London crime superstars: Jack Sheppard, a hero of the people.

Welcome, one and all, to the first of our new, month-long, content-rich blog spectaculars, which will be full of what we’re hoping will be informative, interesting and amusing stuff that contextualizes the world shown our books, aspects of the great city of London in general, and the life of Harry Hawkins in particular.

This month we’ll be dealing with a whole host of colourful characters, dangerous nutters and other reprobates connected to the history of London/UK crime and various aspects thereof. We’ll be starting this week with some pre-20th century types; next week we’ll focus on some of the big gangland names of the 20th century; the week after that we’ll look at some of the best-known and most successful blags (translation: spectacular robberies) in British crime history, and we’ll finish up the month with our pick of the British crime movies. Then we’ll do something else the following month.

First up: the (once) legendary Jack Sheppard – not the well-known actor, interesting as he is, but the notorious 18th century thief, robber and escape artist, at one time was a genuine hero of the London populace.

Jack was born in Spitalfields in 1702, and began his career in burglary and robbery in the early 1720s. He got himself imprisoned four times in 1724 alone, but what brought him to the attention of an increasingly adoring public was his tendency to escape from whatever gaol the authorities put him in – thereby becoming a sort of symbol of freedom and a refusal submit to incarceration for a poor population living in very hard times. The criminal as folk-hero. His arrest by the infamous Jonathan Wild, the ‘Thief-Take General’ (we’ll get to him another time) added further lustre to the great adventure.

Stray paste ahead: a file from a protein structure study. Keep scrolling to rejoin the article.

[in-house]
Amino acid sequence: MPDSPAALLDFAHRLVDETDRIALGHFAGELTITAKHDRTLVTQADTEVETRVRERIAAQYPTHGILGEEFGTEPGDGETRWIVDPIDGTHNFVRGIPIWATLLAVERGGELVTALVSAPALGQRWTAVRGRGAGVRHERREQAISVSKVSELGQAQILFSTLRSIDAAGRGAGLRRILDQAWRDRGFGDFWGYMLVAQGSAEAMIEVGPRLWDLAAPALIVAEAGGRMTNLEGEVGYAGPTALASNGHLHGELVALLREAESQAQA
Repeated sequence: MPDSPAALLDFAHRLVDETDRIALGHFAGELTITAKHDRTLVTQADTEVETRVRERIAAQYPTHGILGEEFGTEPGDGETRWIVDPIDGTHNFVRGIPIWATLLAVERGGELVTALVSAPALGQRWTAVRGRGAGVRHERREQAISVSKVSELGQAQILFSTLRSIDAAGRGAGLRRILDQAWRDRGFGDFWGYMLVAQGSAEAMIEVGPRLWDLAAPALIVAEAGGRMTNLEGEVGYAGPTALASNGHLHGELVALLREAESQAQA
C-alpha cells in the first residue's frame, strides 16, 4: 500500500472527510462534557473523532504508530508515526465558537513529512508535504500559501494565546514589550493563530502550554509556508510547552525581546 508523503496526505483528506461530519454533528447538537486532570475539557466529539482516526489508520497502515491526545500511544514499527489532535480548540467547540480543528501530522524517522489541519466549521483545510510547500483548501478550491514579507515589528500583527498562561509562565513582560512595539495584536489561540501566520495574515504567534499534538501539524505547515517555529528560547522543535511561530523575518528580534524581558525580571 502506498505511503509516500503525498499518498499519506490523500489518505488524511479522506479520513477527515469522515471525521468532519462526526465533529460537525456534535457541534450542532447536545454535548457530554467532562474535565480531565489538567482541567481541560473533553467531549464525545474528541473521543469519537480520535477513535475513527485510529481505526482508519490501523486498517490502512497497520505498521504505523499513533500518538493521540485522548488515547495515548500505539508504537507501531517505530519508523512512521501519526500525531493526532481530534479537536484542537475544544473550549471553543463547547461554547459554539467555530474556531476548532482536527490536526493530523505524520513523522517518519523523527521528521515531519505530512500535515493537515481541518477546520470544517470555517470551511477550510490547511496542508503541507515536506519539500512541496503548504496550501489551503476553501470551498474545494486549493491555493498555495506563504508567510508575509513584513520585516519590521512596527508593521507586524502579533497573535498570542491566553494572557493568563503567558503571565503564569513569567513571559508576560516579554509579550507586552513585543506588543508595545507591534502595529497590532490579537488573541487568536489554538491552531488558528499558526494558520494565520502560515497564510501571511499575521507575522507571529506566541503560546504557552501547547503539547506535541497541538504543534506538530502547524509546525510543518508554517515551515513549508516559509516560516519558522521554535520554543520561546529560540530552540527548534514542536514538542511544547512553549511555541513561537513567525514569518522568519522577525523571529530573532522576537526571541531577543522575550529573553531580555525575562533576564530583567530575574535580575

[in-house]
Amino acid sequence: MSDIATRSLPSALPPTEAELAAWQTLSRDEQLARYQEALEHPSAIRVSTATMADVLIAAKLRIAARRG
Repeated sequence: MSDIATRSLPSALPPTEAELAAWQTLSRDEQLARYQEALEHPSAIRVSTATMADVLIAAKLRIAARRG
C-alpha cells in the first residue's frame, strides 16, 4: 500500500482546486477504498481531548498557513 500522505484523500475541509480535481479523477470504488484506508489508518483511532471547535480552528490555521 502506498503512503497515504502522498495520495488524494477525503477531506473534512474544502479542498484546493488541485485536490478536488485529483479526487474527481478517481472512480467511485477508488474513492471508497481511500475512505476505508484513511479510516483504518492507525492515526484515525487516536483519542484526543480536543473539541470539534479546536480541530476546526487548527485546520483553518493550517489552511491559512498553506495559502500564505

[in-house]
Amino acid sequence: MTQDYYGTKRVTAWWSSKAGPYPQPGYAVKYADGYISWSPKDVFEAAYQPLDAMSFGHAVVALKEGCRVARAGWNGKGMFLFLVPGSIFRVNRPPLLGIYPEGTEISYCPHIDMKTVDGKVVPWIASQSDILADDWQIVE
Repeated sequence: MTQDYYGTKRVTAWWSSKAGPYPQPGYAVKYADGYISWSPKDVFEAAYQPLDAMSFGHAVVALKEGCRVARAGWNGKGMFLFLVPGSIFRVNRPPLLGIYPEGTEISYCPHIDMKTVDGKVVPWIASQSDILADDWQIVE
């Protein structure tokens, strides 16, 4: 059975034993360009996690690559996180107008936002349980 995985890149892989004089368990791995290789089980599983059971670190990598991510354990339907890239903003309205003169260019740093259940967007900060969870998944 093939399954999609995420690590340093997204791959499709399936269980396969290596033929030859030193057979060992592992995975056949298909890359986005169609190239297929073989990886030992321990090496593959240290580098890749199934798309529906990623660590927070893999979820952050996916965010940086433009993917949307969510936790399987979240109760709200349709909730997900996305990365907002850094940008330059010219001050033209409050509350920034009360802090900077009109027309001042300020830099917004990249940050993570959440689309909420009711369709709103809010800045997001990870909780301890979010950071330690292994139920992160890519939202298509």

Jack’s spectacular career lasted only two years; he was hanged at Tyburn in 1724, following a great procession through London (it has been estimated that 200,000 people, or one-third of the entire population, were in attendance). A supposedly autobiographical ‘Narrative’ of his exploits, probably ghost-written by Daniel Defoe, was sold at his execution, initiating a cottage industry of writing and plays about him. His most celebrated appearance came in John Gay’s The Beggar’s Opera (1728), which secured his legendary status for a hundred years, and in 1840 William Harrison Ainsworth wrote Jack Sheppard, a novel with illustrations by George Cruikshank. Even at that remove, Jack was so potent a symbol that the London authorities refused to license any plays with his name in the title or advertising for a further forty years.

You can read a more detailed piece about Jack, with some cracking illustrations, here:

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